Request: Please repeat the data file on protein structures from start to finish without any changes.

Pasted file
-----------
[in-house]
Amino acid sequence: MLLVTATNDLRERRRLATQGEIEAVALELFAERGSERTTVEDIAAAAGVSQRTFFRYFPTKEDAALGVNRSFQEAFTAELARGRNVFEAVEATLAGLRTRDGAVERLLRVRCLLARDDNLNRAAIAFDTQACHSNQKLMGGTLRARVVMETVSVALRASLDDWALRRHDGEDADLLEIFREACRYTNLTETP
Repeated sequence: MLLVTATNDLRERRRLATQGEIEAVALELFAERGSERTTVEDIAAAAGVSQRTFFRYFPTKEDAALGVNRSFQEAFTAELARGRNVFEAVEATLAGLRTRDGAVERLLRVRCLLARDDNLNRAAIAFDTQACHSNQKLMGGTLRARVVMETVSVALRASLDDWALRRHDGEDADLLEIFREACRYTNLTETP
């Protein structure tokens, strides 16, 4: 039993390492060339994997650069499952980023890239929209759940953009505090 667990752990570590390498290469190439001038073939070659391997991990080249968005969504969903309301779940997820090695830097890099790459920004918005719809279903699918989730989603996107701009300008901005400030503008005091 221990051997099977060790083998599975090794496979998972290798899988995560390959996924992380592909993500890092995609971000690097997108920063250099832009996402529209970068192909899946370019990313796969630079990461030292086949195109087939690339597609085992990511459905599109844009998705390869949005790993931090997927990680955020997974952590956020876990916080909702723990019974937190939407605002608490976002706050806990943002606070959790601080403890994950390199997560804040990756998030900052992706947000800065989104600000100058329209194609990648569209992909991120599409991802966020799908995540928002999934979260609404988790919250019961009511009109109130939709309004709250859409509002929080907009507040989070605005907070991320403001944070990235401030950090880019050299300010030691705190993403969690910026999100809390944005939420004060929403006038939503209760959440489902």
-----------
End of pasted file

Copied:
[in-house]
Amino acid sequence: MLLVTATNDLRERRRLATQGEIEAVALELFAERGSERTTVEDIAAAAGVSQRTFFRYFPTKEDAALGVNRSFQEAFTAELARGRNVFEAVEATLAGLRTRDGAVERLLRVRCLLARDDNLNRAAIAFDTQACHSNQKLMGGTLRARVVMETVSVALRASLDDWALRRHDGEDADLLEIFREACRYTNLTETP
Repeated sequence: MLLVTATNDLRERRRLATQGEIEAVALELFAERGSERTTVEDIAAAAGVSQRTFFRYFPTKEDAALGVNRSFQEAFTAELARGRNVFEAVEATLAGLRTRDGAVERLLRVRCLLARDDNLNRAAIAFDTQACHSNQKLMGGTLRARVVMETVSVALRASLDDWALRRHDGEDADLLEIFREACRYTNLTETP
């Protein structure tokens, strides 16, 4: 039993390492060339994997650069499952980023890239929209759940953009505090 667990752990570590390498290469190439001038073939070659391997991990080249968005969504969903309301779940997820090695830097890099790459920004918005719809279903699918989730989603996107701009300008901005400030503008005091 221990051997099977060790083998599975090794496979998972290798899988995560390959996924992380592909993500890092995609971000690097997108920063250099832009996402529209970068192909899946370019990313796969630079990461030292086949195109087939690339597609085992990511459905599109844009998705390869949005790993931090997927990680955020997974952590956020876990916080909702723990019974937190939407605002608490976002706050806990943002606070959790601080403890994950390199997560804040990756998030900052992706947000800065989104600000100058329209194609990648569209992909991120599409991802966020799908995540928002999934979260609404988790919250019961009511009109109130939709309004709250859409509002929080907009507040989070605005907070991320403001944070990235401030950090880019050299300010030691705190993403969690910026999100809390944005939420004060929403006038939503209760959440489902």